Total U.S. prescription drug sales in 2015 were more than $419.4 billion — 11.7 percent higher than in 2014, according to research published in May in the American Journal of Health-System Pharmacy. You don’t have to tell that to American consumers, especially older adults, who are dealing with rising prescription drug costs. A 2015 Kaiser Health Tracking Poll found that three-quarters of Americans believe prescription costs are unreasonable.
Donald Trump: He stunned Republicans by calling in January for Medicare to negotiate prescription drug prices, joining Clinton and Bernie Sanders in that proposal. Trump said it hasn’t been done thus far because politicians are beholden to pharmaceutical industry donations. But with his negotiation skills, he could accomplish it, he said, claiming this change would save billions of dollars. (Current law doesn’t allow Medicare to negotiate with drug companies.)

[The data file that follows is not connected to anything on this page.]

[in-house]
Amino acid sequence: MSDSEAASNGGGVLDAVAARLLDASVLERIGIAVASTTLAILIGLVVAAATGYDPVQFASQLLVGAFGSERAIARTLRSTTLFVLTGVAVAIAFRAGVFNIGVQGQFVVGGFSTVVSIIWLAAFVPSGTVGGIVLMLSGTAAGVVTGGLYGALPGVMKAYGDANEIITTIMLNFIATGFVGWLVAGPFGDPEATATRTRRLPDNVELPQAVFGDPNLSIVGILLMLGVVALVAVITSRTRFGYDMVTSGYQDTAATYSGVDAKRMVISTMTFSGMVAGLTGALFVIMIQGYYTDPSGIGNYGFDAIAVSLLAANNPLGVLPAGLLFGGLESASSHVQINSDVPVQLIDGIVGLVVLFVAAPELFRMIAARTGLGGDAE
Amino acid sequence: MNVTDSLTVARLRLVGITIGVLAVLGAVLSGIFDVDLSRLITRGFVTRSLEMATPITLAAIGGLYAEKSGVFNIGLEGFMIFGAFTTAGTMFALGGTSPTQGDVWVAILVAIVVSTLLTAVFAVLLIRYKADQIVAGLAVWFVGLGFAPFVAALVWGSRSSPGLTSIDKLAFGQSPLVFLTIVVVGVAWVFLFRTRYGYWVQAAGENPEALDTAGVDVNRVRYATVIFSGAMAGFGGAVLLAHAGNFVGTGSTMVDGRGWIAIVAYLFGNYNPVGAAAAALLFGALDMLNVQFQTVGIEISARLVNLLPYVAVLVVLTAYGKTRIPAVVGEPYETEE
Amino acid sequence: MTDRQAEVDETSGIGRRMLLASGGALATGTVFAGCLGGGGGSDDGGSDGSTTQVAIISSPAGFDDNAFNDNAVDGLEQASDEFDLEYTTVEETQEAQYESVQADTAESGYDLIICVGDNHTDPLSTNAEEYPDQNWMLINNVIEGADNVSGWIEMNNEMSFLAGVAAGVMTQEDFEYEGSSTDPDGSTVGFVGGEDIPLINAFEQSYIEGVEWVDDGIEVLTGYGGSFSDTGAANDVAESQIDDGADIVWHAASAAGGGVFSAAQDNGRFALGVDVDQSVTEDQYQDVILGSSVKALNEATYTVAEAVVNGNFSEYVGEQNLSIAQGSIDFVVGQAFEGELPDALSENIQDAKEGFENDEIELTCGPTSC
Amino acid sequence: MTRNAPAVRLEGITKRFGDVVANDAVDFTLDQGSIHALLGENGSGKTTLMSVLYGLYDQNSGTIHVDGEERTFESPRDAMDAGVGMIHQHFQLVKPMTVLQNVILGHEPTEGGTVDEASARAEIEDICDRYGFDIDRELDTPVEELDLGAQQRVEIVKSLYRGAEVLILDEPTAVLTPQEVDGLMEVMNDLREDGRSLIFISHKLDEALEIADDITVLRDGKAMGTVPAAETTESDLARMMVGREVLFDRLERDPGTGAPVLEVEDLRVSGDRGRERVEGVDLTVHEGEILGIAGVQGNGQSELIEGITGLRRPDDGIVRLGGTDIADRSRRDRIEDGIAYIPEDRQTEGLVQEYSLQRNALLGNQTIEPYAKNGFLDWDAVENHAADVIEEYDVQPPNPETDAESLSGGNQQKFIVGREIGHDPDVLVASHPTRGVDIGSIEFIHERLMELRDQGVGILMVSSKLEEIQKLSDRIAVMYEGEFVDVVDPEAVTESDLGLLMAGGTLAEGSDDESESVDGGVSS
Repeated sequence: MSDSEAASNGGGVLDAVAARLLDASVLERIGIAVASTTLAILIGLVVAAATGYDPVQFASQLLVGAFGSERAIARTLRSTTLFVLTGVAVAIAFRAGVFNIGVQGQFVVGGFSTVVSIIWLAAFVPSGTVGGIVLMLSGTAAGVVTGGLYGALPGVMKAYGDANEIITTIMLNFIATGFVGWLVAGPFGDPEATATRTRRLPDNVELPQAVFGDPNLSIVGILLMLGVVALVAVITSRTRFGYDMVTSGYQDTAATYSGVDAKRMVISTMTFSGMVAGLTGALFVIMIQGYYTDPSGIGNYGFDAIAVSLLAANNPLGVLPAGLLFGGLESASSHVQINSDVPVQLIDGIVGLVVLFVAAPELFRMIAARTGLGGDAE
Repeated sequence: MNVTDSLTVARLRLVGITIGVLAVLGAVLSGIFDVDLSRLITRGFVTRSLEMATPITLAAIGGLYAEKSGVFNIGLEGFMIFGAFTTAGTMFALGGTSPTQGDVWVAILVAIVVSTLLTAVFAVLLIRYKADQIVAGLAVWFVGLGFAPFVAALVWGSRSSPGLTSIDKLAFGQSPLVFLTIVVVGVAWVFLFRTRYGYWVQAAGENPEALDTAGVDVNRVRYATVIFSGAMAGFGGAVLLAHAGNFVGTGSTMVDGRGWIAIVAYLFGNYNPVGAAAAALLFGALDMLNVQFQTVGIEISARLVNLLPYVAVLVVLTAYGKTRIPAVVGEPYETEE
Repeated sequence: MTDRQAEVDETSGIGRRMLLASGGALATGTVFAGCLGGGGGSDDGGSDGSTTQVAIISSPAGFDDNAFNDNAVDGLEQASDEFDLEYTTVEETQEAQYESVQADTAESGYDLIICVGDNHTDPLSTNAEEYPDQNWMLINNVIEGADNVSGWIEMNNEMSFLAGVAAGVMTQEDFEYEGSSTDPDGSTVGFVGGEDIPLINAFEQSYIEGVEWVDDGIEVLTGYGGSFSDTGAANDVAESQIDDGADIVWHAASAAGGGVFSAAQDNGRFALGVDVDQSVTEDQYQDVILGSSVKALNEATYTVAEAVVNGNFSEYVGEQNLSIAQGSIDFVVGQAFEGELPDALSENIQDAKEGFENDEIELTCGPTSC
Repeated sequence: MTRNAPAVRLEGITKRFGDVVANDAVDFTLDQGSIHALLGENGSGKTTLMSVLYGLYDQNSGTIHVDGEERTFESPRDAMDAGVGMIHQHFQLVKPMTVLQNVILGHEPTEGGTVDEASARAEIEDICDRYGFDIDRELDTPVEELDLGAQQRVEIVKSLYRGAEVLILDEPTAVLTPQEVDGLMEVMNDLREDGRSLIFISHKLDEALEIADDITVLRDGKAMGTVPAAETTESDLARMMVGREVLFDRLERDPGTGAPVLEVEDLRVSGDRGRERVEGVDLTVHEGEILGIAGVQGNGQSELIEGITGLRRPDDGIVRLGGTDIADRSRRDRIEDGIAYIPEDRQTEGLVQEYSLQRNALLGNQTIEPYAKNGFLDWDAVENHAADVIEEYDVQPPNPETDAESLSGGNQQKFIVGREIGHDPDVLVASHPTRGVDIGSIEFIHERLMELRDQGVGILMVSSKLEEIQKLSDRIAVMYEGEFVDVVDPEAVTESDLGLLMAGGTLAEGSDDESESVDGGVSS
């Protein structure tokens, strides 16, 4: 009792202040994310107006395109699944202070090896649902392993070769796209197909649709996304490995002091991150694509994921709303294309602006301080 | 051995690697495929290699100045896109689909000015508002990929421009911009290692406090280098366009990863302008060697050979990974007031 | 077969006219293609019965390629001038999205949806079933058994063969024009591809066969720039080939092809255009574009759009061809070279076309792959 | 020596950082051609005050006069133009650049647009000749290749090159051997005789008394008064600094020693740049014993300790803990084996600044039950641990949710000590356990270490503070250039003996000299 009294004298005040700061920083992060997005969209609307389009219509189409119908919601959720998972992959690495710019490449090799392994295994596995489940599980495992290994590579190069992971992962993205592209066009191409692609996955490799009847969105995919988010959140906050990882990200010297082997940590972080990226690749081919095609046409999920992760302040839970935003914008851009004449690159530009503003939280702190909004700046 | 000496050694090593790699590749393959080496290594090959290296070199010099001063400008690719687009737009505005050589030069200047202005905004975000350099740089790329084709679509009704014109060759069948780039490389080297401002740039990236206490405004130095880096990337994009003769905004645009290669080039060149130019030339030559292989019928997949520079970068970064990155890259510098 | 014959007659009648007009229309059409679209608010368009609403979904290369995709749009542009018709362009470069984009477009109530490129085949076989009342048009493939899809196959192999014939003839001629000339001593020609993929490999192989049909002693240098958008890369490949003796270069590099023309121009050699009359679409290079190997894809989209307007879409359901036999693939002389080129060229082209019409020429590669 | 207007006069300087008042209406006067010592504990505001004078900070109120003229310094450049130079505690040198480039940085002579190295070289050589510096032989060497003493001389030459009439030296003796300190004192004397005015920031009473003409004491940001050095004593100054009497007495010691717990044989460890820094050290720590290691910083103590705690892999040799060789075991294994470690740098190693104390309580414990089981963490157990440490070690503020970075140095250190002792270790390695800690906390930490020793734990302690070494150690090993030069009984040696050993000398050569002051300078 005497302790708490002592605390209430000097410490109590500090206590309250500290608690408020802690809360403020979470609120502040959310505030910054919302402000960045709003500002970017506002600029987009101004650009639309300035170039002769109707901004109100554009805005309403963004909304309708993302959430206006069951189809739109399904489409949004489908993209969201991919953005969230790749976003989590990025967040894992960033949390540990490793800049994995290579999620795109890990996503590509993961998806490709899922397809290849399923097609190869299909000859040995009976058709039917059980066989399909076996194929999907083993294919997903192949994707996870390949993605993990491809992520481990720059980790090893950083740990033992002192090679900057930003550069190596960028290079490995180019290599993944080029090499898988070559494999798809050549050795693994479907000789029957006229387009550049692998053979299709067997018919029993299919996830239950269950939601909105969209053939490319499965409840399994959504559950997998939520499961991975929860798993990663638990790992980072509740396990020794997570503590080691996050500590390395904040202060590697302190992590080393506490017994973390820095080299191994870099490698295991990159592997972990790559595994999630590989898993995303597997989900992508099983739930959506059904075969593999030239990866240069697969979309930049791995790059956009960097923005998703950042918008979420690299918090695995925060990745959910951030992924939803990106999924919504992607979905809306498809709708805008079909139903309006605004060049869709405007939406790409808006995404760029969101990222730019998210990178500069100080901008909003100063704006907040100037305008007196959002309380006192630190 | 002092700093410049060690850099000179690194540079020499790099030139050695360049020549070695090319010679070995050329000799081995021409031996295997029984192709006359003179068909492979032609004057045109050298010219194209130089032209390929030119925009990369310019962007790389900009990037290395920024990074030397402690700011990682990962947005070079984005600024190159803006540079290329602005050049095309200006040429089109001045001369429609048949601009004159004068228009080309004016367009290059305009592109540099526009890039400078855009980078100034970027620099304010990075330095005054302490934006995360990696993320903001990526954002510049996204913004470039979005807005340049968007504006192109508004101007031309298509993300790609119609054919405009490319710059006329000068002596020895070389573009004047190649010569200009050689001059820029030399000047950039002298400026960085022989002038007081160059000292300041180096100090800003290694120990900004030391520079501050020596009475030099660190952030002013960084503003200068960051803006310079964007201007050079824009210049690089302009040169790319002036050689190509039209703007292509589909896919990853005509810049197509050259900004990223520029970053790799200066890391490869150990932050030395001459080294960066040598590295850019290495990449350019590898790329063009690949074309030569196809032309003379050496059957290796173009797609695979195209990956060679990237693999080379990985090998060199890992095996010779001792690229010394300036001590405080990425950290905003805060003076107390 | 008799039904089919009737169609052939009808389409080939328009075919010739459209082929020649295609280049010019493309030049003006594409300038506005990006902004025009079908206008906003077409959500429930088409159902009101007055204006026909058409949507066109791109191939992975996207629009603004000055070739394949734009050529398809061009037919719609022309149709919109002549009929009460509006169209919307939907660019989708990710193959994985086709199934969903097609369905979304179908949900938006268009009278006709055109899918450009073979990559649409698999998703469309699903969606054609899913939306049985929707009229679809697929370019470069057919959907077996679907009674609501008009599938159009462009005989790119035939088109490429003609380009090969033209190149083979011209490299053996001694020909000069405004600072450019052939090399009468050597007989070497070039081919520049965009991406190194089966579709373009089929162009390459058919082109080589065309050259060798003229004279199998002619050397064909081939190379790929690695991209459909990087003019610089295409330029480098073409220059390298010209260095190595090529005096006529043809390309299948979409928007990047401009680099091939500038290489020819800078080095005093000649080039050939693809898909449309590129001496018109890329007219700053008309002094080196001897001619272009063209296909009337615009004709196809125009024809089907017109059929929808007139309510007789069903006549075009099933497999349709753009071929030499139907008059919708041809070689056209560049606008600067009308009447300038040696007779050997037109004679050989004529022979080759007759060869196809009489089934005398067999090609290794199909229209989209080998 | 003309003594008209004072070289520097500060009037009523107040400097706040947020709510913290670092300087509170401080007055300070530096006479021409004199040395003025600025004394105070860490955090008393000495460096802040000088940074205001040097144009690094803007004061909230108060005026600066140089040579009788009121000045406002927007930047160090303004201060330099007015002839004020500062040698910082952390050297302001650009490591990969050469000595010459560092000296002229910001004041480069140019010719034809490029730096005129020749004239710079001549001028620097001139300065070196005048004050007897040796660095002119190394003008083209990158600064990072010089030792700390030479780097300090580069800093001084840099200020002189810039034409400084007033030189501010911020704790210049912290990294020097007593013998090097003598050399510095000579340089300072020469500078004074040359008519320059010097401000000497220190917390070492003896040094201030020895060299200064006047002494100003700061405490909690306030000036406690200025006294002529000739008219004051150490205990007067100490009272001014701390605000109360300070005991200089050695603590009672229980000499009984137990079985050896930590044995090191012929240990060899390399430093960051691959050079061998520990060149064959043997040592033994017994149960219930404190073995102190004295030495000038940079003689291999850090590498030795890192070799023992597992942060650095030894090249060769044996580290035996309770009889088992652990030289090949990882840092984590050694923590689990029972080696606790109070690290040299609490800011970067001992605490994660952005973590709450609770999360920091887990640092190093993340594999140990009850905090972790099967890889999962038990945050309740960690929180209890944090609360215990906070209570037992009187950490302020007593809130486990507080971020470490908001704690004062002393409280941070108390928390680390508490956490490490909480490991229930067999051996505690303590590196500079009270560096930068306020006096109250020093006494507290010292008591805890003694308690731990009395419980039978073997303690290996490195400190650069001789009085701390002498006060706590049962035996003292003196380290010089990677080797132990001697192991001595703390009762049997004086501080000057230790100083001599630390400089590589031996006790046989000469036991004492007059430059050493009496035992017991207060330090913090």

Like Clinton, Trump has also called for a change in U.S. law to allow importation of drugs from foreign countries, including Canada, to save Americans money. One big problem with that idea: Critics say there is no way to guarantee that the drugs aren’t counterfeit or contaminated, as I wrote in a recent Next Avenue article.
Hillary Clinton: The area of Clinton’s site dedicated to drug prices says: “Hillary Clinton believes we need to promote competition and leverage our nation’s bargaining power to lower drug costs on behalf of Americans.” That includes allowing Medicare to negotiate on drug prices on behalf of its beneficiaries.
The site also says: “Her plan will demand a stop to excessive profiteering and marketing by denying tax breaks for direct-to-consumer advertising and demanding that drug companies invest in R&D in exchange for taxpayer support — rather than marketing or excessive profits.”